|Vitellogenin synthesis in primary cultures of fish liver cells as endpoint for in vitro screening of the (anti)estrogenic activity of chemical substances|Navas, J.M.; Segner, H. (2006). Vitellogenin synthesis in primary cultures of fish liver cells as endpoint for in vitro screening of the (anti)estrogenic activity of chemical substances. Aquat. Toxicol. 80(1): 1-22. dx.doi.org/10.1016/j.aquatox.2006.07.013
In: Aquatic Toxicology. Elsevier Science: Tokyo; New York; London; Amsterdam. ISSN 0166-445X, more
Fish; Marine; Brackish water; Fresh water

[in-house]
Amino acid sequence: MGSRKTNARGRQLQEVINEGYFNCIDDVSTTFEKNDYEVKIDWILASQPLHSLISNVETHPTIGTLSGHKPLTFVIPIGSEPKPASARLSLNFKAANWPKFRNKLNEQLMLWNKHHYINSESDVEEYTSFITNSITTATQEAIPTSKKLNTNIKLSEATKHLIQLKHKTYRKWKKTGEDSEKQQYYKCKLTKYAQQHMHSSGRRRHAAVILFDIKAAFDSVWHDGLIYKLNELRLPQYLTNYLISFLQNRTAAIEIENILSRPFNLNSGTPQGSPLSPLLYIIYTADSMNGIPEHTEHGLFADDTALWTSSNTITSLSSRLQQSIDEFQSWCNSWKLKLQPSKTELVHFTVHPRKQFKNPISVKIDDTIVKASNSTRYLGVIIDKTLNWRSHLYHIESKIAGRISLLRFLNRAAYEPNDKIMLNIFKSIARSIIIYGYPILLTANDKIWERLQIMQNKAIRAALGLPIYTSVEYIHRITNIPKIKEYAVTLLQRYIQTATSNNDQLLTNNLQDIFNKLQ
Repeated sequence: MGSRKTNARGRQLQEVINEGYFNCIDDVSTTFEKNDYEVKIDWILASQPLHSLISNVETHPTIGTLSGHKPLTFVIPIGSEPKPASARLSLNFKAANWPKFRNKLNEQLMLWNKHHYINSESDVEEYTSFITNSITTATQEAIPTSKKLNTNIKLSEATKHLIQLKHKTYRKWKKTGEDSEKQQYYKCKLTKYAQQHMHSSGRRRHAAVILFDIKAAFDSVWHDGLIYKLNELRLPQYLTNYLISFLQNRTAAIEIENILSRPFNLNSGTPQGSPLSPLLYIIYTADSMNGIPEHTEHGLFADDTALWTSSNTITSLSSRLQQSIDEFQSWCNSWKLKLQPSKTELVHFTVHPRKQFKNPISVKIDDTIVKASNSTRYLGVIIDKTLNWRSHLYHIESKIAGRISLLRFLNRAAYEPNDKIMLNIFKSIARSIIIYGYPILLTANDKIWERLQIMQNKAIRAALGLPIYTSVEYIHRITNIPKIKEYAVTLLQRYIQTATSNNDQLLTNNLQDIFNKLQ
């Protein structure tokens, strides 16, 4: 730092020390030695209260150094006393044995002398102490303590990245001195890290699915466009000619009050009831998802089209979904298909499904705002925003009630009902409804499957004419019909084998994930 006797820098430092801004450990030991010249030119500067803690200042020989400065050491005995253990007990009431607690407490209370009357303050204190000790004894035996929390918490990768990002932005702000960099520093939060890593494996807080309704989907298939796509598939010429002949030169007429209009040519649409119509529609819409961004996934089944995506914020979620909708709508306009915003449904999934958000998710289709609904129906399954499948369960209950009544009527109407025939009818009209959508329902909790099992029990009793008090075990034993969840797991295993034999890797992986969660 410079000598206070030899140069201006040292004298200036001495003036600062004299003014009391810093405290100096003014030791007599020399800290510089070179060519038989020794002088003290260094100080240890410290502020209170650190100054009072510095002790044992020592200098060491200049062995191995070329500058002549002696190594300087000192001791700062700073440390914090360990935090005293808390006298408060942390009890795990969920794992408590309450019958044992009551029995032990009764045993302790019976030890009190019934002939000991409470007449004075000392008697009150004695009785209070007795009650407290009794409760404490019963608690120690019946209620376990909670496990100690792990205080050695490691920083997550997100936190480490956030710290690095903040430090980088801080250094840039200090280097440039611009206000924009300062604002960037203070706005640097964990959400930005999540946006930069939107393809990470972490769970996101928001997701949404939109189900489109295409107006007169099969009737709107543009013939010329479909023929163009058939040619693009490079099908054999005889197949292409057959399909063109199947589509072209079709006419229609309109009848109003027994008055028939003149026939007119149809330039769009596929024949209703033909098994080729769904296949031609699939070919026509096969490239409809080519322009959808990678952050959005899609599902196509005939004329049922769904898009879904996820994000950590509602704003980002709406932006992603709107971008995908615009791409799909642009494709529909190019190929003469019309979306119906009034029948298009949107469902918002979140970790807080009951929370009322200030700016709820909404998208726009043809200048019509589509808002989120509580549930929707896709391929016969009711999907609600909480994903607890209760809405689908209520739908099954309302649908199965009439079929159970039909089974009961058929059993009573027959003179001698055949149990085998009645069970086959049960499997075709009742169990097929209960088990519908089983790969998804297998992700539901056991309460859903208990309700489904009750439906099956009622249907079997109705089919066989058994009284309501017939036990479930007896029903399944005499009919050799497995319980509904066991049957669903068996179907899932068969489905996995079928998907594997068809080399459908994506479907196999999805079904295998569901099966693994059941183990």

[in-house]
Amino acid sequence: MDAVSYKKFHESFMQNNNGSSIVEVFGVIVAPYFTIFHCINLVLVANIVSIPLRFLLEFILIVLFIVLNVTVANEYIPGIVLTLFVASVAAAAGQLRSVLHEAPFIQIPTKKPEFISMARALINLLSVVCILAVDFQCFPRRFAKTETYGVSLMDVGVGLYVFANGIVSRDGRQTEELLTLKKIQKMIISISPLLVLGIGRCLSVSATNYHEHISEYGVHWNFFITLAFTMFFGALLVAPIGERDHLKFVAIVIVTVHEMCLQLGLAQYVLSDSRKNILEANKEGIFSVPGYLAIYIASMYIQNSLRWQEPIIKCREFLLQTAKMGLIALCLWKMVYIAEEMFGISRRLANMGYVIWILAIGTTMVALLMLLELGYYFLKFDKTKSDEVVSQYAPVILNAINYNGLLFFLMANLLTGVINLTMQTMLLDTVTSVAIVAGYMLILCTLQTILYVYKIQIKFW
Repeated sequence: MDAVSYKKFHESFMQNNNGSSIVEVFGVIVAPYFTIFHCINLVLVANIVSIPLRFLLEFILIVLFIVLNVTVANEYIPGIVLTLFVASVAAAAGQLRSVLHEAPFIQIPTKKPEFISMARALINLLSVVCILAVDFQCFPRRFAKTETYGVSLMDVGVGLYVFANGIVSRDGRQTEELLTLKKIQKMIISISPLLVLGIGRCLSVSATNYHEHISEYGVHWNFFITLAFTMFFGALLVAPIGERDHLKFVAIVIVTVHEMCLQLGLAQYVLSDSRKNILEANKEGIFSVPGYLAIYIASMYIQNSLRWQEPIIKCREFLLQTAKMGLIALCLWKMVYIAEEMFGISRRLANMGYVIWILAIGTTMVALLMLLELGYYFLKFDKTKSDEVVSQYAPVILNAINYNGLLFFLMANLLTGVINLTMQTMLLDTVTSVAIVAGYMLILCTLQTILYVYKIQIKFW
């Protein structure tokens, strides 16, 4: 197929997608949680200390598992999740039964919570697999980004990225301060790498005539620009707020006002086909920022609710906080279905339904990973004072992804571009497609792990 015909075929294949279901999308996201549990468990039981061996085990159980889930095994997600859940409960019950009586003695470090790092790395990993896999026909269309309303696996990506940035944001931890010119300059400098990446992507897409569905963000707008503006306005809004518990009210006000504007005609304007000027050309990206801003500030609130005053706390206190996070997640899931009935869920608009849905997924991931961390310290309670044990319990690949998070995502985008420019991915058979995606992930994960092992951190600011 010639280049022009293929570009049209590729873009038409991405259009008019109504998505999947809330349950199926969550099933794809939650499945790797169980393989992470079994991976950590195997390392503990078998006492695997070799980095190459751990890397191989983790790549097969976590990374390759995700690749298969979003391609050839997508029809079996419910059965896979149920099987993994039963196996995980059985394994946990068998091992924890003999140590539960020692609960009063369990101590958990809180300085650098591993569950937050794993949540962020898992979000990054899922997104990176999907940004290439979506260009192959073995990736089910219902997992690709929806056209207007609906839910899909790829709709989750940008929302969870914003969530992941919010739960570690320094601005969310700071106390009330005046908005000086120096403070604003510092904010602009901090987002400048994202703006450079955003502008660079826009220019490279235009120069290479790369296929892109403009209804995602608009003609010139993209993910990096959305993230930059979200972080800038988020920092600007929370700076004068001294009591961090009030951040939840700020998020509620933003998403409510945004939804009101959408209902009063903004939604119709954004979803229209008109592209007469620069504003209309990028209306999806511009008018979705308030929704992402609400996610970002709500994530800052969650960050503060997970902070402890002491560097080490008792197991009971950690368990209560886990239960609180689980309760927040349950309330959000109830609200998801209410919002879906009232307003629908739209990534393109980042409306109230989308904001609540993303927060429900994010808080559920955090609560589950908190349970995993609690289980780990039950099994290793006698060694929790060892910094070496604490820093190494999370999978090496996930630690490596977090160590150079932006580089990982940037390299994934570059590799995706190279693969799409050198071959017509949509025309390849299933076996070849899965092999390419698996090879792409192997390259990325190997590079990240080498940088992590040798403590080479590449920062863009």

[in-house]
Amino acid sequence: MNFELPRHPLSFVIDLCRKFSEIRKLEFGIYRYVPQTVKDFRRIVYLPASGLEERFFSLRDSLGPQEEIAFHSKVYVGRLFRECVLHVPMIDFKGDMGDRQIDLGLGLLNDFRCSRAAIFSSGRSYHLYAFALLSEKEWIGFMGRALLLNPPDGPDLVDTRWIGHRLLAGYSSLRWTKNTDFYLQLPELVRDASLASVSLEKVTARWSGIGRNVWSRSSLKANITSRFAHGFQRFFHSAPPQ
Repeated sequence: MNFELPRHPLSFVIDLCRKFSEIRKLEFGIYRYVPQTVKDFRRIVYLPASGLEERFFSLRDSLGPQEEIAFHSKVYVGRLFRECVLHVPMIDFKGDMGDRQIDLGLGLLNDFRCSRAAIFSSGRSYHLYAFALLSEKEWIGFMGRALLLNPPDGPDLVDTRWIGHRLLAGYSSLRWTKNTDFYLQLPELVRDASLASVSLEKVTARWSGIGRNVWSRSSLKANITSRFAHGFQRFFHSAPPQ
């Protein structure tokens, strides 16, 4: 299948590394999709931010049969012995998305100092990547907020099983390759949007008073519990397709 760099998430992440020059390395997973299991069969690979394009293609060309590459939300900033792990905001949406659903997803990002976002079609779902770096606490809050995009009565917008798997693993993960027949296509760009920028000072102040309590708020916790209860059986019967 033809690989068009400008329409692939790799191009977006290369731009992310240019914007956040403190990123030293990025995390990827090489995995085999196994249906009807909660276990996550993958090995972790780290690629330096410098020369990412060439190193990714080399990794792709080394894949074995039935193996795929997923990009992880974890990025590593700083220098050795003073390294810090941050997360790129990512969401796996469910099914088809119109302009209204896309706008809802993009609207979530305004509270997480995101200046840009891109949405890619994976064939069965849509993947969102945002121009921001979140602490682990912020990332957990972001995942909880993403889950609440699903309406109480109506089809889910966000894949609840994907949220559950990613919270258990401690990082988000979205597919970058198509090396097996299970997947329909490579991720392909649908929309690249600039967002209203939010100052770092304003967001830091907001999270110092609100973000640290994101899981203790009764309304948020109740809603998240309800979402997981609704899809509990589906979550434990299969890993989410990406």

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Concern over possible adverse effects of endocrine-disrupting compounds on fish has caused the development of appropriate testing methods. In vitro screening assays may provide initial information on endocrine activities of a test compound and thereby may direct and optimize subsequent testing. Induction of vitellogenin (VTG) is used as a biomarker of exposure of fish to estrogen-active substances. Since VTG induction can be measured not only in vivo but also in fish hepatocytes in vitro, the use of VTG induction response in isolated fish liver cells has been suggested as in vitro screen for identifying estrogenic-active substances. The main advantages of the hepatocyte VTG assay are considered its ability to detect effects of estrogenic metabolites, since hepatocytes in vitro remain metabolically competent, and its ability to detect both estrogenic and anti-estrogenic effects. In this article, we critically review the current knowledge on the VTG response of cultured fish hepatocytes to (anti)estrogenic substances. In particular, we discuss the sensitivity, specificity, and variability of the VTG hepatocyte assay. In addition, we review the available data on culture factors influencing basal and induced VTG production, the response to natural and synthetic estrogens as well as to xenoestrogens, the detection of indirect estrogens, and the sources of assay variability. The VTG induction in cultured fish hepatocytes is clearly influenced by culture conditions (medium composition, temperature, etc.) and culture system (hepatocyte monolayers, aggregates, liver slices, etc.). The currently available database on estrogen-mediated VTG induction in cultured teleost hepatocytes is too small to support conclusive statements on whether there exist systematic differences of the VTG response between in vitro culture systems, VTG analytical methods or fish species. The VTG hepatocyte assay detects sensitively natural and synthetic estrogens, whereas the response to xenoestrogens appears to be more variable. The detection of weak estrogens can be critical due to the overshadow with cytotoxic concentrations. Moreover, the VTG hepatocyte assay is able to detect antiestrogens as well as indirect estrogens, i.e substances which require metabolic activation to induce an estrogenic response. Nevertheless, more chemicals need to be analysed to corroborate this statement. It will be necessary to establish standardized protocols to minimize assay variability, and to develop a set of pass-fail criteria as well as cut-offs for designating positive and negative responses.